creative:impact - Anticipation: The Ann Arbor Art Fair From A Local Artist’s View-Part 1
Karin Wagner Coron has exhibited at the Ann Arbor Street Art Fair for years. She has a routine: how many works to have in inventory and what to pack to be ready. Then, the COVID-19 pandemic caused the cancellation of last year’s Art Fair. In the first of a two-part series, Karin talks about that disruption and what she anticipates for the 2021 Art Fair. Next week, she’ll be back to tell "creative:impact’s" co-hosts, Creative Washtenaw’s Deb Polich and WEMU’s David Fair, how the Art Fair went.
Creative industries in Washtenaw County add hundreds of millions of dollars to the local economy. In the weeks and months to come, 89.1 WEMU's David Fair and co-host Deb Polich, the President and CEO of Creative Washtenaw, explore the myriad of contributors that make up the creative sector in Washtenaw County.
ABOUT KARIN WAGNER CORON:
"I have worked as a practicing artist for over 40 years, while establishing and operating a full-service picture framing business. These endeavors define me as an artist and business owner; however, my absolute passion is my painting and drawing work."
"Primarily, I work with oil paint, oil pastel, and various drawing media to produce intensely colorful and active landscapes that depict real or contrived places. In some ways, my work calls to mind our relationship to the land, and the manner in which we alter, transform and navigate our environment."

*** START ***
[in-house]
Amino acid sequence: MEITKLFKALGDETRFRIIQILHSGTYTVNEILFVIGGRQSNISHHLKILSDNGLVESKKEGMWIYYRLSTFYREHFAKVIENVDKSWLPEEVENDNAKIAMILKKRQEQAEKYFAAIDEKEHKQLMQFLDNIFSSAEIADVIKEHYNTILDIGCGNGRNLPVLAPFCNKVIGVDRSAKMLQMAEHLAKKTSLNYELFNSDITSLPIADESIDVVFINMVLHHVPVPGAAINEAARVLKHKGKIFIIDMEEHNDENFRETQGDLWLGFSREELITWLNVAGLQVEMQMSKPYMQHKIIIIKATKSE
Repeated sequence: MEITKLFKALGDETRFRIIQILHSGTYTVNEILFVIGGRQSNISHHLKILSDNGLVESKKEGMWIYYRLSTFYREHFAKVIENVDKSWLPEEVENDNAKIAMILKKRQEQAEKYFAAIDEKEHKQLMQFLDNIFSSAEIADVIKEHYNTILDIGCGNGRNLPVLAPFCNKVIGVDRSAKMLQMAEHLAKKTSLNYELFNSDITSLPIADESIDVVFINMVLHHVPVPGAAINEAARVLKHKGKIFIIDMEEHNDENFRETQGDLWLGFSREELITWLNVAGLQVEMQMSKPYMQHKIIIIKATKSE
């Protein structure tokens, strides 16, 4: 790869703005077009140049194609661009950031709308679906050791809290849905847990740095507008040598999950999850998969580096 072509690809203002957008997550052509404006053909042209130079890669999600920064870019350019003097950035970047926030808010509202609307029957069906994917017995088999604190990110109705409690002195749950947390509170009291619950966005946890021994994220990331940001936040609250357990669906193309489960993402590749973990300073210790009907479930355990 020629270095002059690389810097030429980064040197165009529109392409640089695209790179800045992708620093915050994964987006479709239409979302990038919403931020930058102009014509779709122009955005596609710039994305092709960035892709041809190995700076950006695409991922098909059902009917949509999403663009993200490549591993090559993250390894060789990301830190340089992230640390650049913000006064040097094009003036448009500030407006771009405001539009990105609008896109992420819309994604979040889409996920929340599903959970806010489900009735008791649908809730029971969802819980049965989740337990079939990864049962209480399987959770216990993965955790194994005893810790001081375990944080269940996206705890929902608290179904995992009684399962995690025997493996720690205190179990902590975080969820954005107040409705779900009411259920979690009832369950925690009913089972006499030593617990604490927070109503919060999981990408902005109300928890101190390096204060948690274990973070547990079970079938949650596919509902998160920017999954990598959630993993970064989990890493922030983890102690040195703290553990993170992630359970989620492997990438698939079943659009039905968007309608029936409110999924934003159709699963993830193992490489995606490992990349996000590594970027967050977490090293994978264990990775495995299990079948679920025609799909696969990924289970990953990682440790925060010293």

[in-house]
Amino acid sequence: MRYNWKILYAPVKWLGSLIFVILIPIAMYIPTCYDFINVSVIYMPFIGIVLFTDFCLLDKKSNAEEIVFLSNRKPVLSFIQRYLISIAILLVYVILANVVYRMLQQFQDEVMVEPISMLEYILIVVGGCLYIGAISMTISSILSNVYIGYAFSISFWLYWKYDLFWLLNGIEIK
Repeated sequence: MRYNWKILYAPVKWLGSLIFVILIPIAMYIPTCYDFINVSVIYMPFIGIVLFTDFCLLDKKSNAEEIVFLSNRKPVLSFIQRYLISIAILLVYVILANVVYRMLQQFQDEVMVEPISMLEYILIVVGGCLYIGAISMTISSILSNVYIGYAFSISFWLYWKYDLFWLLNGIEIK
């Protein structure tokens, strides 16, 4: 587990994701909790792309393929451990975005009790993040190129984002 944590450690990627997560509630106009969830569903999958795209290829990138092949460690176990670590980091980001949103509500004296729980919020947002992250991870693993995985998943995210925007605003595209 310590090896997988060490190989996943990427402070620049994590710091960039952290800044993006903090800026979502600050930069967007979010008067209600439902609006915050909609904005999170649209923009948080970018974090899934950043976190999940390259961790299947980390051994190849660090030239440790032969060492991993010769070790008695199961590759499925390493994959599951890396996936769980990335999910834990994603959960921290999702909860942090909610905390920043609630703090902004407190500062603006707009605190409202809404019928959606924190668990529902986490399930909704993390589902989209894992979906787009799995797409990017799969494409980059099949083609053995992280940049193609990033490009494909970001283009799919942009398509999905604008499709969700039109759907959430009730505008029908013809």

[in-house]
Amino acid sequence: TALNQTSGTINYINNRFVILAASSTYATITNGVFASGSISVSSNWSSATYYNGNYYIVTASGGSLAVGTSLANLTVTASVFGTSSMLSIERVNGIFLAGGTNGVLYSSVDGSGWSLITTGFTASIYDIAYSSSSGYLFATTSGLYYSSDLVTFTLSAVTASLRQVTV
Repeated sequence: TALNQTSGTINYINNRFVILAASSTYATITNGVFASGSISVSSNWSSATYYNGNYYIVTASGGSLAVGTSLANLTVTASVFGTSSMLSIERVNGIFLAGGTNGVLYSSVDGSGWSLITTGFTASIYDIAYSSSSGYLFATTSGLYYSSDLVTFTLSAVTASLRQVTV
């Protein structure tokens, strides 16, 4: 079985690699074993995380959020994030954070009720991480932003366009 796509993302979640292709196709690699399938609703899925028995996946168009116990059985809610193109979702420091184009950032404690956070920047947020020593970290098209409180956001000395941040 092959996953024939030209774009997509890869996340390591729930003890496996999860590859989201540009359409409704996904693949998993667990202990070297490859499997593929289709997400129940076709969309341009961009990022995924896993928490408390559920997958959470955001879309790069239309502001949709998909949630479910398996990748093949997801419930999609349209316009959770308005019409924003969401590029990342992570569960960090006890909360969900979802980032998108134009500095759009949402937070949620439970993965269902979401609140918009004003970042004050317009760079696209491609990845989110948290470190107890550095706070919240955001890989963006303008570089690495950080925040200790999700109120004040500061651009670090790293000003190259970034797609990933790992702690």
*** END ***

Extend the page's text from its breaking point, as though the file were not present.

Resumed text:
"I play with scale and color while applying my extensive foundational knowledge of painting and drawing and my comprehensive understanding of hue, saturation, brightness and chromatic relationships."
David Fair: This is 89 One WEMU, and welcome to creative:impact. It is our weekly look at the local creative sector. And, today, we're going to look at an ever-opening community, and that includes the upcoming Ann Arbor Art Fair. I'm David Fair, and my content partner and co-host is Deb Polich. Deb is the president and CEO of Creative Washtenaw, and it is good to see these kinds of events back on the schedule.
Deb Polich: Yeah. You know, you've covered WEMU so much of how COVID-19 is past all of us around this last year and a half.
David Fair: Yeah. And on creative:impact, we actually covered the fact that Art Fair was going to be canceled a second year. And then a week later, we announced that it was going to be on. And here we are.
Deb Polich: Right. We broke that news that it was, in fact, going to happen. And so, to cover that, I've asked artist Karin Wagner Coron, a veteran of many art fairs, to do us a favor.
David Fair: And that favor is to do two interviews. We're going to do this pre-art fair interview, and then we will do one the following week and have a post-Art Fair interview. Karin, thank you so much for making time today. I really appreciate it.
Karin Wagner Coron: You're welcome. I'm glad to be here.
Deb Polich: Karin, you're a painter, mixed media artist, a member of the WSG gallery co-op, and you also own your own creative business format framing. And you grew up here in Ann Arbor. Historically, how important is the art fair circuit in general and the art fairs here in Ann Arbor specifically to you and your business?
Karin Wagner Coron: Oh, my goodness. The art fair has been wonderful for me as an artist. And it's also good for picture framing business, not the week of Art Fair, because nobody wants to do any business in town. They just want to go do the show. But afterwards, there's always an influx of new work that people purchase that they need to have framed. So it's great. It's been great for my business and me personally as an artist.